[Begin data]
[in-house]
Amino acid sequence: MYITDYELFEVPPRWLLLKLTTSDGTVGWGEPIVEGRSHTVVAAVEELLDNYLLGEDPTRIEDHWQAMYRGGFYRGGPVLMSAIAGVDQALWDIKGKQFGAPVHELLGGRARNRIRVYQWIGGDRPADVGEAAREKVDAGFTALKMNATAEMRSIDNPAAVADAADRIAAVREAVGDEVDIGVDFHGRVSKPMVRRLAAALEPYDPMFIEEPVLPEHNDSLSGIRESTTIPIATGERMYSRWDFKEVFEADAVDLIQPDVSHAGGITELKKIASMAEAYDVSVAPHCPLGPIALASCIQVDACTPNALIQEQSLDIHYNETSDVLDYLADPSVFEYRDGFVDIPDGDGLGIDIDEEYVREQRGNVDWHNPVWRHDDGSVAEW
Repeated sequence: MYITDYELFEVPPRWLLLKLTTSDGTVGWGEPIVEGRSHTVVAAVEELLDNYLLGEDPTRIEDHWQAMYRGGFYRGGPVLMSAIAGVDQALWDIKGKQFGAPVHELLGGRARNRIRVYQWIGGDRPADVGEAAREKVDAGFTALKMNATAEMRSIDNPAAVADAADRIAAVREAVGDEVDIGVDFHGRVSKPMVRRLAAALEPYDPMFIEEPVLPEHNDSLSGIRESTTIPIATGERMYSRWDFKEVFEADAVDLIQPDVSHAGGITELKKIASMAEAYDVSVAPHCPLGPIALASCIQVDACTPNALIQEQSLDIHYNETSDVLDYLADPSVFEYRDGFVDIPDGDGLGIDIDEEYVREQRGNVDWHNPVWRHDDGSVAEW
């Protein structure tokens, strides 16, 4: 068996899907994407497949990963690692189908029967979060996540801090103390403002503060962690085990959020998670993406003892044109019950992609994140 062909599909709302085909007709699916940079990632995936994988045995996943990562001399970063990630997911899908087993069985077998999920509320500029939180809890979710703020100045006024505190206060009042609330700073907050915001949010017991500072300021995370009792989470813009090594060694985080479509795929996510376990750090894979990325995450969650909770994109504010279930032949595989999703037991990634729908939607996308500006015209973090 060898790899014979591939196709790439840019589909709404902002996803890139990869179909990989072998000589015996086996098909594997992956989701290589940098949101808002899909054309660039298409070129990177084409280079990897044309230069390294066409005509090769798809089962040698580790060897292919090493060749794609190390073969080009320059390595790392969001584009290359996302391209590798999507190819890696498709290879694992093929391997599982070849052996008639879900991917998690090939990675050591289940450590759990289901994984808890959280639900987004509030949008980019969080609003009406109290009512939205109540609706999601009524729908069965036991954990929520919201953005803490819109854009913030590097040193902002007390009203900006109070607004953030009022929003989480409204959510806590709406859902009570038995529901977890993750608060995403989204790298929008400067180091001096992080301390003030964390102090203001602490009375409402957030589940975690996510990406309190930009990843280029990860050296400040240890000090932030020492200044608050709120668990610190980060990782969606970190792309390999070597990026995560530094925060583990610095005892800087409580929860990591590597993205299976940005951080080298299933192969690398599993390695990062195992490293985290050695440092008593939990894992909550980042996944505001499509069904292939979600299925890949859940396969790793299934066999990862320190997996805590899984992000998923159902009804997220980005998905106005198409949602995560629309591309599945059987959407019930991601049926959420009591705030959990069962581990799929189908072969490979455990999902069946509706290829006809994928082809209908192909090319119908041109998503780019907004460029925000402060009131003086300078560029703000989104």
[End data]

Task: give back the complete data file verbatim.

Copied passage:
[in-house]
Amino acid sequence: MYITDYELFEVPPRWLLLKLTTSDGTVGWGEPIVEGRSHTVVAAVEELLDNYLLGEDPTRIEDHWQAMYRGGFYRGGPVLMSAIAGVDQALWDIKGKQFGAPVHELLGGRARNRIRVYQWIGGDRPADVGEAAREKVDAGFTALKMNATAEMRSIDNPAAVADAADRIAAVREAVGDEVDIGVDFHGRVSKPMVRRLAAALEPYDPMFIEEPVLPEHNDSLSGIRESTTIPIATGERMYSRWDFKEVFEADAVDLIQPDVSHAGGITELKKIASMAEAYDVSVAPHCPLGPIALASCIQVDACTPNALIQEQSLDIHYNETSDVLDYLADPSVFEYRDGFVDIPDGDGLGIDIDEEYVREQRGNVDWHNPVWRHDDGSVAEW
Repeated sequence: MYITDYELFEVPPRWLLLKLTTSDGTVGWGEPIVEGRSHTVVAAVEELLDNYLLGEDPTRIEDHWQAMYRGGFYRGGPVLMSAIAGVDQALWDIKGKQFGAPVHELLGGRARNRIRVYQWIGGDRPADVGEAAREKVDAGFTALKMNATAEMRSIDNPAAVADAADRIAAVREAVGDEVDIGVDFHGRVSKPMVRRLAAALEPYDPMFIEEPVLPEHNDSLSGIRESTTIPIATGERMYSRWDFKEVFEADAVDLIQPDVSHAGGITELKKIASMAEAYDVSVAPHCPLGPIALASCIQVDACTPNALIQEQSLDIHYNETSDVLDYLADPSVFEYRDGFVDIPDGDGLGIDIDEEYVREQRGNVDWHNPVWRHDDGSVAEW
């Protein structure tokens, strides 16, 4: 068996899907994407497949990963690692189908029967979060996540801090103390403002503060962690085990959020998670993406003892044109019950992609994140 062909599909709302085909007709699916940079990632995936994988045995996943990562001399970063990630997911899908087993069985077998999920509320500029939180809890979710703020100045006024505190206060009042609330700073907050915001949010017991500072300021995370009792989470813009090594060694985080479509795929996510376990750090894979990325995450969650909770994109504010279930032949595989999703037991990634729908939607996308500006015209973090 060898790899014979591939196709790439840019589909709404902002996803890139990869179909990989072998000589015996086996098909594997992956989701290589940098949101808002899909054309660039298409070129990177084409280079990897044309230069390294066409005509090769798809089962040698580790060897292919090493060749794609190390073969080009320059390595790392969001584009290359996302391209590798999507190819890696498709290879694992093929391997599982070849052996008639879900991917998690090939990675050591289940450590759990289901994984808890959280639900987004509030949008980019969080609003009406109290009512939205109540609706999601009524729908069965036991954990929520919201953005803490819109854009913030590097040193902002007390009203900006109070607004953030009022929003989480409204959510806590709406859902009570038995529901977890993750608060995403989204790298929008400067180091001096992080301390003030964390102090203001602490009375409402957030589940975690996510990406309190930009990843280029990860050296400040240890000090932030020492200044608050709120668990610190980060990782969606970190792309390999070597990026995560530094925060583990610095005892800087409580929860990591590597993205299976940005951080080298299933192969690398599993390695990062195992490293985290050695440092008593939990894992909550980042996944505001499509069904292939979600299925890949859940396969790793299934066999990862320190997996805590899984992000998923159902009804997220980005998905106005198409949602995560629309591309599945059987959407019930991601049926959420009591705030959990069962581990799929189908072969490979455990999902069946509706290829006809994928082809209908192909090319119908041109998503780019907004460029925000402060009131003086300078560029703000989104």